We’ve brought you stories about some of the more interesting techniques animals will go to to improve, even slightly, their chances at breeding. Heck, you barely need us for that — head down to your local watering hole any Friday night and you’ll no doubt find folks going to some lengths for the chance to land a mate, even (or especially?) just for one evening. A study published online today in the journal Biology Letters suggests that we may have a winner in the “weird ways to get yours” sweepstakes, though, as researchers studying the Atlantic molly, a small tropical fish related to the guppy, found that some smaller, less dominant examples of Atlantic molly manhood have developed a curious mating tactic. To improve their chances of breeding with a female, they will first copulate with other males to demonstrate their sexual fitness.
Non-dominant Atlantic molly males are often overlooked by females who generally prefer to become intimate with larger, stronger, more brightly colored specimens. What can we say except that… yeah, we know that feel, bro. What we don’t have is a frame of reference for the male molly’s means of demonstrating his masculinity to unconvinced potential paramours. In the study, University of Frankfurt researchers observed that:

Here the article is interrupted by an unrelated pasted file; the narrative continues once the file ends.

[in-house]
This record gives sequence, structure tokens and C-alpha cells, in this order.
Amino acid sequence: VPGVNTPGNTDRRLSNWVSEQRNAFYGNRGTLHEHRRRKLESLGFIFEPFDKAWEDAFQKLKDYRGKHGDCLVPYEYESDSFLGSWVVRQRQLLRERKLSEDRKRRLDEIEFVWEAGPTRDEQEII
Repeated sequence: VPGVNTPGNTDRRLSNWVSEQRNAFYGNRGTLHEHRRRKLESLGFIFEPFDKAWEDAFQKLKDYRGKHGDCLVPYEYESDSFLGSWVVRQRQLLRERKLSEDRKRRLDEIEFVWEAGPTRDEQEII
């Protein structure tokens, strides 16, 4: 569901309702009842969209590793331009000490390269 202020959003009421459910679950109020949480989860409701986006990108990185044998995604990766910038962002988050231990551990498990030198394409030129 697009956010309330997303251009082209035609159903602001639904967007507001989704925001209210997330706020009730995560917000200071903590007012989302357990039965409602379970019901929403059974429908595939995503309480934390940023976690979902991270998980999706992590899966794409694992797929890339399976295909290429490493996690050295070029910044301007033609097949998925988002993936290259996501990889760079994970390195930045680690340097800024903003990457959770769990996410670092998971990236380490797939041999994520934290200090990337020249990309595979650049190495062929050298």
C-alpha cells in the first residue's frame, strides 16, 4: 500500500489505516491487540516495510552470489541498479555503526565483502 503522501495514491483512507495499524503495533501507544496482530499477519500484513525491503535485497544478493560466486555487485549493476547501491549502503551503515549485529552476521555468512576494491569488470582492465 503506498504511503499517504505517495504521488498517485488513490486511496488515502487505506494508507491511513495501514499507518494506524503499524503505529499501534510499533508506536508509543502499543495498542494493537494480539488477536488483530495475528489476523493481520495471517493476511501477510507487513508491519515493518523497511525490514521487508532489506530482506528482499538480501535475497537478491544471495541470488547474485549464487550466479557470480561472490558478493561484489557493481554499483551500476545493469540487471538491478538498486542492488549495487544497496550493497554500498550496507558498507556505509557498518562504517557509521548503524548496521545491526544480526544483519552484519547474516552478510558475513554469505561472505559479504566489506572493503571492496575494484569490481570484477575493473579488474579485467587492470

P. mexicana females increase their preference for initially non-preferred males not only after observing those males interacting sexually with females, but also when having observed them initiating homosexual behaviour.
Loosely translated: a male molly initially shot down by a potential mate has a better chance of sealing the deal after that female sees him making the beast with two backs — or in this case, the fish with two fins — with another molly, whether that molly is female or male. The phenomenon — known as mate choice copying — has been demonstrated in mollies before, and will be familiar to plenty of humans who have suddenly felt more attractive to members of the opposite sex the second they’re in a relationship. This study, though, marks the first time researchers have seen homosexual behavior positively impact a male’s chances for heterosexual coupling.
Noting that homosexual behavior is fairly common in males of the species, the University of Frankfurt team theorizes that the behavior may have evolved as a means for less dominant males to increase their attractiveness to females who might otherwise not see them as potential mates. Which, yes, seems a tad counterintuitive to us, but hey, who are we to argue with millions of years of evolution?
(via Biology Letters, image courtesy of Juan Miguel Artigas)
- Catfish who hunt pigeons are terrifying. TERRIFYING.
- These underwater love nests are quite striking, and even kind of romantic
- It’s a weird mating strategy, sure, but much more charming than a penis barb